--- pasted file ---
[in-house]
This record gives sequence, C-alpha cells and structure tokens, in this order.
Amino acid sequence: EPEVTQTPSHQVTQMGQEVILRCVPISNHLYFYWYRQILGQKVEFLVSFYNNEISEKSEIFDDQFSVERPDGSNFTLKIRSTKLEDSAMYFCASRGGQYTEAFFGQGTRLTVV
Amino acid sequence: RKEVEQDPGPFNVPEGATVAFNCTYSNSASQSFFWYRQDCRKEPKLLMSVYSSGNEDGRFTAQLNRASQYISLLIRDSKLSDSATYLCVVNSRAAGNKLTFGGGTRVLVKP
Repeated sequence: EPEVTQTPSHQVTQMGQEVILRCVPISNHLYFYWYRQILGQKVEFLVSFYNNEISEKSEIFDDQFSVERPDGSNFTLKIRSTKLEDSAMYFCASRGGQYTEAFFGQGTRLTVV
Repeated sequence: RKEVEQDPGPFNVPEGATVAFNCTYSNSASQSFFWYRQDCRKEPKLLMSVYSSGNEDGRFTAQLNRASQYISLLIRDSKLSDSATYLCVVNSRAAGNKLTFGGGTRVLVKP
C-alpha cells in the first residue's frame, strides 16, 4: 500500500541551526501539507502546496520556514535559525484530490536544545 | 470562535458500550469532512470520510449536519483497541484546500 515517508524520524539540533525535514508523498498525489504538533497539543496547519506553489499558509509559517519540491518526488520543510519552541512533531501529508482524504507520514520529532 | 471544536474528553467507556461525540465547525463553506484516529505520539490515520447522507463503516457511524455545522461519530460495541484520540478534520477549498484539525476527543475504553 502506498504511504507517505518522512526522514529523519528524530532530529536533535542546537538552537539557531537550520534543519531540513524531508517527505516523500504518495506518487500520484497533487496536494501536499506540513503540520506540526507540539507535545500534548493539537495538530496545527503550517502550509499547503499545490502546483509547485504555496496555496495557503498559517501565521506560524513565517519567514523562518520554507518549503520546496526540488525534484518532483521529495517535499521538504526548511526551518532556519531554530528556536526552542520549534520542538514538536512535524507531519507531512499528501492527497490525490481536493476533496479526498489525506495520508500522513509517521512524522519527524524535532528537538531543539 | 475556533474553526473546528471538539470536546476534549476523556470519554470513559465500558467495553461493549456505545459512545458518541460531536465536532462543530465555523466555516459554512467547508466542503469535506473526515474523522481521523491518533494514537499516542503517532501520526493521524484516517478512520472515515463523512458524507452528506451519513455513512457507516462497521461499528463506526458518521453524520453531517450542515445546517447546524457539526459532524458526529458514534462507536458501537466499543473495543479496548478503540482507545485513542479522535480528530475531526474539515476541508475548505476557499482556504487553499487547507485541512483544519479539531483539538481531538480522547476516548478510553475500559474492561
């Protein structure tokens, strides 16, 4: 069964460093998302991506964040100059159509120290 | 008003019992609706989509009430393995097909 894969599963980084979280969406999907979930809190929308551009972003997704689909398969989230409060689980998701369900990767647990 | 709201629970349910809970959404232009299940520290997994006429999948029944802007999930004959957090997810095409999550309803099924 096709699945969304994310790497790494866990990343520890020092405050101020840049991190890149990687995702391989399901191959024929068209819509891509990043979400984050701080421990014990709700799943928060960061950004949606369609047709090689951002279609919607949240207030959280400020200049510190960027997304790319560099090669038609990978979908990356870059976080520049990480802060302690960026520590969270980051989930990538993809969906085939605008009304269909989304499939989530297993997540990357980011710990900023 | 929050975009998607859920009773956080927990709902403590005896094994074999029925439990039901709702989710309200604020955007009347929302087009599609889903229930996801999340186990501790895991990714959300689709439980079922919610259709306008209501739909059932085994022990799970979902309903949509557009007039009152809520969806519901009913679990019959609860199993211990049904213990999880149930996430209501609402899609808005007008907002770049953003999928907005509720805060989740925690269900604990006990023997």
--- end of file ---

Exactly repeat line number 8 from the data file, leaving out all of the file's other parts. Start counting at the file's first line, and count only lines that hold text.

């Protein structure tokens, strides 16, 4: 069964460093998302991506964040100059159509120290 | 008003019992609706989509009430393995097909 894969599963980084979280969406999907979930809190929308551009972003997704689909398969989230409060689980998701369900990767647990 | 709201629970349910809970959404232009299940520290997994006429999948029944802007999930004959957090997810095409999550309803099924 096709699945969304994310790497790494866990990343520890020092405050101020840049991190890149990687995702391989399901191959024929068209819509891509990043979400984050701080421990014990709700799943928060960061950004949606369609047709090689951002279609919607949240207030959280400020200049510190960027997304790319560099090669038609990978979908990356870059976080520049990480802060302690960026520590969270980051989930990538993809969906085939605008009304269909989304499939989530297993997540990357980011710990900023 | 929050975009998607859920009773956080927990709902403590005896094994074999029925439990039901709702989710309200604020955007009347929302087009599609889903229930996801999340186990501790895991990714959300689709439980079922919610259709306008209501739909059932085994022990799970979902309903949509557009007039009152809520969806519901009913679990019959609860199993211990049904213990999880149930996430209501609402899609808005007008907002770049953003999928907005509720805060989740925690269900604990006990023997």